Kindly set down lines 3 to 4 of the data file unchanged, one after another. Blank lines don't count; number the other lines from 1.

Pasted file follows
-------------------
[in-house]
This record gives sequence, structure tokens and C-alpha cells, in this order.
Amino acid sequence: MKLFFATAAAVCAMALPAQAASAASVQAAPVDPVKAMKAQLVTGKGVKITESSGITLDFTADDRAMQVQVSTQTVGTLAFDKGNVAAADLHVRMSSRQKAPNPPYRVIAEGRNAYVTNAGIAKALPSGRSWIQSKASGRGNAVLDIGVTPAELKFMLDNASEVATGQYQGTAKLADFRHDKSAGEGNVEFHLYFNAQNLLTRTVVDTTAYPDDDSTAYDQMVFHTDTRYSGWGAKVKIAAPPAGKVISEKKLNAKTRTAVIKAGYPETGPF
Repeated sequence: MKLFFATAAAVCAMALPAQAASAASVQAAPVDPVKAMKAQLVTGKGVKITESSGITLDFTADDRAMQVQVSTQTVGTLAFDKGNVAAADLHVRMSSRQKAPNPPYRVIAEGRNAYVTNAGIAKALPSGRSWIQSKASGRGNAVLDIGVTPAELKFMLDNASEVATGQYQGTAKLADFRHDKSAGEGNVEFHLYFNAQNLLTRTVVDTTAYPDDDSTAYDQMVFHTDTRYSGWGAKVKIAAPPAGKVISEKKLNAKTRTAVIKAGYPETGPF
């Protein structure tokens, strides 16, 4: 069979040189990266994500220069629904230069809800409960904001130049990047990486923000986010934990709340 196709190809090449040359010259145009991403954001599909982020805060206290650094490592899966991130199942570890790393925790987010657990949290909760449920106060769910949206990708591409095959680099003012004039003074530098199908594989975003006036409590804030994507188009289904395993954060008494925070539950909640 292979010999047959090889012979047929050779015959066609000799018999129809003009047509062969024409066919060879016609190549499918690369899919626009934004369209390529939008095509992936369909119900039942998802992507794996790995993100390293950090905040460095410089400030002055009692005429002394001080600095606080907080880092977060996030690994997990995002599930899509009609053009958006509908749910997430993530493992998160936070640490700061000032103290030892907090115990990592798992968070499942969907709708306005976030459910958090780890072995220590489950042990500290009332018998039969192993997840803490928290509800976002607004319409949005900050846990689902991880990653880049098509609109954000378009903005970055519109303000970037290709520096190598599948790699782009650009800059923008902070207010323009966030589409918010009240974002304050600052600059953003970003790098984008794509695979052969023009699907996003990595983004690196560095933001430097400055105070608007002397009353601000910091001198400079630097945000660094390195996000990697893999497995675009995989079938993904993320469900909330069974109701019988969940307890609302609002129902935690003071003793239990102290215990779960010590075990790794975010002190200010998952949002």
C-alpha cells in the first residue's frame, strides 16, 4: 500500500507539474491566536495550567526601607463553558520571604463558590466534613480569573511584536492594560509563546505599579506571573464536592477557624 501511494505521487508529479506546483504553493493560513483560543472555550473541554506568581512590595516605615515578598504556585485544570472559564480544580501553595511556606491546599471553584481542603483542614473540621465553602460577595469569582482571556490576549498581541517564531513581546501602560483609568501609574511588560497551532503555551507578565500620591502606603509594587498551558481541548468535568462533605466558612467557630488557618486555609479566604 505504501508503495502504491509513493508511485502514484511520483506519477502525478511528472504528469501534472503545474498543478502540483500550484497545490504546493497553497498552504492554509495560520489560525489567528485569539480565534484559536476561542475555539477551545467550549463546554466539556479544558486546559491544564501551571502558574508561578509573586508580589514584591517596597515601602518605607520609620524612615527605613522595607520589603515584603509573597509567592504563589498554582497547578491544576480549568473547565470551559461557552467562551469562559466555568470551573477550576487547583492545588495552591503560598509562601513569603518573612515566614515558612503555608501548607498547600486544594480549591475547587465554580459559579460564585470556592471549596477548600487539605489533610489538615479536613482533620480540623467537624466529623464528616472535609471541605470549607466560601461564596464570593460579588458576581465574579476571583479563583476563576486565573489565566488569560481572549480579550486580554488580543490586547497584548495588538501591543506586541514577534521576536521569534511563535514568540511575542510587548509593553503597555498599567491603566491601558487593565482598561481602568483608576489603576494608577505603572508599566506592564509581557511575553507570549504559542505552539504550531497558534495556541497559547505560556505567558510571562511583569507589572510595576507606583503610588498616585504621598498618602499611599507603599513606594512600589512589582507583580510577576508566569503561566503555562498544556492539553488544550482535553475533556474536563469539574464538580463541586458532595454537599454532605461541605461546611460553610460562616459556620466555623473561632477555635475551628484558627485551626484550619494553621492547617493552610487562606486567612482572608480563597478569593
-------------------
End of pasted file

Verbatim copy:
Amino acid sequence: MKLFFATAAAVCAMALPAQAASAASVQAAPVDPVKAMKAQLVTGKGVKITESSGITLDFTADDRAMQVQVSTQTVGTLAFDKGNVAAADLHVRMSSRQKAPNPPYRVIAEGRNAYVTNAGIAKALPSGRSWIQSKASGRGNAVLDIGVTPAELKFMLDNASEVATGQYQGTAKLADFRHDKSAGEGNVEFHLYFNAQNLLTRTVVDTTAYPDDDSTAYDQMVFHTDTRYSGWGAKVKIAAPPAGKVISEKKLNAKTRTAVIKAGYPETGPF
Repeated sequence: MKLFFATAAAVCAMALPAQAASAASVQAAPVDPVKAMKAQLVTGKGVKITESSGITLDFTADDRAMQVQVSTQTVGTLAFDKGNVAAADLHVRMSSRQKAPNPPYRVIAEGRNAYVTNAGIAKALPSGRSWIQSKASGRGNAVLDIGVTPAELKFMLDNASEVATGQYQGTAKLADFRHDKSAGEGNVEFHLYFNAQNLLTRTVVDTTAYPDDDSTAYDQMVFHTDTRYSGWGAKVKIAAPPAGKVISEKKLNAKTRTAVIKAGYPETGPF